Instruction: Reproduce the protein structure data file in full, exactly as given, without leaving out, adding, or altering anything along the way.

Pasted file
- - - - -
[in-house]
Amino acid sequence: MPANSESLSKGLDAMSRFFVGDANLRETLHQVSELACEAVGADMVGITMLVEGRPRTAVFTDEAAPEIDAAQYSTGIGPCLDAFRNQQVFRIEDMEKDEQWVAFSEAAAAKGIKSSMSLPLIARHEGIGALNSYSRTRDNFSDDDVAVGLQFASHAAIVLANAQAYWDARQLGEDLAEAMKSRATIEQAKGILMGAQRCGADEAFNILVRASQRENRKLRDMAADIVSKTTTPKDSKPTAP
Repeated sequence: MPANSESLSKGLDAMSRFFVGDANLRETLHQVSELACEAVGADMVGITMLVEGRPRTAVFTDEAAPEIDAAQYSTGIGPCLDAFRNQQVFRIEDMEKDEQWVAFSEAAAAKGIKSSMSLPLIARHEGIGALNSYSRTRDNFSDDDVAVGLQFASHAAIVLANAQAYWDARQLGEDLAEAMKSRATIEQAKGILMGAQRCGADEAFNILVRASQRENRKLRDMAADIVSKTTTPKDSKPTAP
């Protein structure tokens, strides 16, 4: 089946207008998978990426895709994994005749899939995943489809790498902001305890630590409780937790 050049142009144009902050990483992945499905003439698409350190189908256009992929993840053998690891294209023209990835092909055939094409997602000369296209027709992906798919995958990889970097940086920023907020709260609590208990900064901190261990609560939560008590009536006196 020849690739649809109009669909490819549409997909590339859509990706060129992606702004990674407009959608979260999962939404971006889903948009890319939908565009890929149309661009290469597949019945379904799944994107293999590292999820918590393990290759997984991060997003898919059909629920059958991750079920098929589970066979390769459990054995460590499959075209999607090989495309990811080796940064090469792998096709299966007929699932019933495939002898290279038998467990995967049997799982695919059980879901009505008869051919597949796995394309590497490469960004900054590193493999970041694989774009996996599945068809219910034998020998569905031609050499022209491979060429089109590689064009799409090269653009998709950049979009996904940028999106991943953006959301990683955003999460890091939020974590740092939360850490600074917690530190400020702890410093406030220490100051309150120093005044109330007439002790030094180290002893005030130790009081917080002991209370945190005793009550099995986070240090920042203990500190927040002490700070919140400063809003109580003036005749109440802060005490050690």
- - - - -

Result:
[in-house]
Amino acid sequence: MPANSESLSKGLDAMSRFFVGDANLRETLHQVSELACEAVGADMVGITMLVEGRPRTAVFTDEAAPEIDAAQYSTGIGPCLDAFRNQQVFRIEDMEKDEQWVAFSEAAAAKGIKSSMSLPLIARHEGIGALNSYSRTRDNFSDDDVAVGLQFASHAAIVLANAQAYWDARQLGEDLAEAMKSRATIEQAKGILMGAQRCGADEAFNILVRASQRENRKLRDMAADIVSKTTTPKDSKPTAP
Repeated sequence: MPANSESLSKGLDAMSRFFVGDANLRETLHQVSELACEAVGADMVGITMLVEGRPRTAVFTDEAAPEIDAAQYSTGIGPCLDAFRNQQVFRIEDMEKDEQWVAFSEAAAAKGIKSSMSLPLIARHEGIGALNSYSRTRDNFSDDDVAVGLQFASHAAIVLANAQAYWDARQLGEDLAEAMKSRATIEQAKGILMGAQRCGADEAFNILVRASQRENRKLRDMAADIVSKTTTPKDSKPTAP
């Protein structure tokens, strides 16, 4: 089946207008998978990426895709994994005749899939995943489809790498902001305890630590409780937790 050049142009144009902050990483992945499905003439698409350190189908256009992929993840053998690891294209023209990835092909055939094409997602000369296209027709992906798919995958990889970097940086920023907020709260609590208990900064901190261990609560939560008590009536006196 020849690739649809109009669909490819549409997909590339859509990706060129992606702004990674407009959608979260999962939404971006889903948009890319939908565009890929149309661009290469597949019945379904799944994107293999590292999820918590393990290759997984991060997003898919059909629920059958991750079920098929589970066979390769459990054995460590499959075209999607090989495309990811080796940064090469792998096709299966007929699932019933495939002898290279038998467990995967049997799982695919059980879901009505008869051919597949796995394309590497490469960004900054590193493999970041694989774009996996599945068809219910034998020998569905031609050499022209491979060429089109590689064009799409090269653009998709950049979009996904940028999106991943953006959301990683955003999460890091939020974590740092939360850490600074917690530190400020702890410093406030220490100051309150120093005044109330007439002790030094180290002893005030130790009081917080002991209370945190005793009550099995986070240090920042203990500190927040002490700070919140400063809003109580003036005749109440802060005490050690």